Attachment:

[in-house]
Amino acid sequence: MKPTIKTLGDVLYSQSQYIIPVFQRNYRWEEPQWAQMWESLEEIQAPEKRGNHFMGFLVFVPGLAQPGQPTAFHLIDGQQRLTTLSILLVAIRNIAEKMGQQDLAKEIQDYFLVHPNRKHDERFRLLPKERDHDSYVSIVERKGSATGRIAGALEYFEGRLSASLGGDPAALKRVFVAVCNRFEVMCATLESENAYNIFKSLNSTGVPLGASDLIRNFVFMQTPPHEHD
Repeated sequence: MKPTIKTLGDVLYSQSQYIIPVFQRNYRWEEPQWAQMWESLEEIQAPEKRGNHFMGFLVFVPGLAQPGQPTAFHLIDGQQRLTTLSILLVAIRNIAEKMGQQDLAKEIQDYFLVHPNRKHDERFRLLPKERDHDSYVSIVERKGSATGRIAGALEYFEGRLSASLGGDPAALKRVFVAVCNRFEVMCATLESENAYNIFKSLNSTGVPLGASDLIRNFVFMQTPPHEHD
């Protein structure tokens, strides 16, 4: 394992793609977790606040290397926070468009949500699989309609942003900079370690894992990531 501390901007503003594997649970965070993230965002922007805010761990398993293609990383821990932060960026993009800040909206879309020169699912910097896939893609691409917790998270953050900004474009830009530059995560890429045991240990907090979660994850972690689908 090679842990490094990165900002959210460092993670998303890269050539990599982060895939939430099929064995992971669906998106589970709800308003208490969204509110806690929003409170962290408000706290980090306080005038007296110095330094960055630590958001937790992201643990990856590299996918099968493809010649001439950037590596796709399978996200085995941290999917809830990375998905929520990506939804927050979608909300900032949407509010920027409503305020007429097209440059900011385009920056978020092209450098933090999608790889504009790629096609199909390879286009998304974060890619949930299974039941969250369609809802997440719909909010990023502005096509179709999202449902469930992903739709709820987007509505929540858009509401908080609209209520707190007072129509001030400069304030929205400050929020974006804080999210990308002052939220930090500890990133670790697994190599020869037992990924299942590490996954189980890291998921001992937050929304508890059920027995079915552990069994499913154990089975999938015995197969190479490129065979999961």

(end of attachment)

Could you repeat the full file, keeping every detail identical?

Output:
[in-house]
Amino acid sequence: MKPTIKTLGDVLYSQSQYIIPVFQRNYRWEEPQWAQMWESLEEIQAPEKRGNHFMGFLVFVPGLAQPGQPTAFHLIDGQQRLTTLSILLVAIRNIAEKMGQQDLAKEIQDYFLVHPNRKHDERFRLLPKERDHDSYVSIVERKGSATGRIAGALEYFEGRLSASLGGDPAALKRVFVAVCNRFEVMCATLESENAYNIFKSLNSTGVPLGASDLIRNFVFMQTPPHEHD
Repeated sequence: MKPTIKTLGDVLYSQSQYIIPVFQRNYRWEEPQWAQMWESLEEIQAPEKRGNHFMGFLVFVPGLAQPGQPTAFHLIDGQQRLTTLSILLVAIRNIAEKMGQQDLAKEIQDYFLVHPNRKHDERFRLLPKERDHDSYVSIVERKGSATGRIAGALEYFEGRLSASLGGDPAALKRVFVAVCNRFEVMCATLESENAYNIFKSLNSTGVPLGASDLIRNFVFMQTPPHEHD
């Protein structure tokens, strides 16, 4: 394992793609977790606040290397926070468009949500699989309609942003900079370690894992990531 501390901007503003594997649970965070993230965002922007805010761990398993293609990383821990932060960026993009800040909206879309020169699912910097896939893609691409917790998270953050900004474009830009530059995560890429045991240990907090979660994850972690689908 090679842990490094990165900002959210460092993670998303890269050539990599982060895939939430099929064995992971669906998106589970709800308003208490969204509110806690929003409170962290408000706290980090306080005038007296110095330094960055630590958001937790992201643990990856590299996918099968493809010649001439950037590596796709399978996200085995941290999917809830990375998905929520990506939804927050979608909300900032949407509010920027409503305020007429097209440059900011385009920056978020092209450098933090999608790889504009790629096609199909390879286009998304974060890619949930299974039941969250369609809802997440719909909010990023502005096509179709999202449902469930992903739709709820987007509505929540858009509401908080609209209520707190007072129509001030400069304030929205400050929020974006804080999210990308002052939220930090500890990133670790697994190599020869037992990924299942590490996954189980890291998921001992937050929304508890059920027995079915552990069994499913154990089975999938015995197969190479490129065979999961």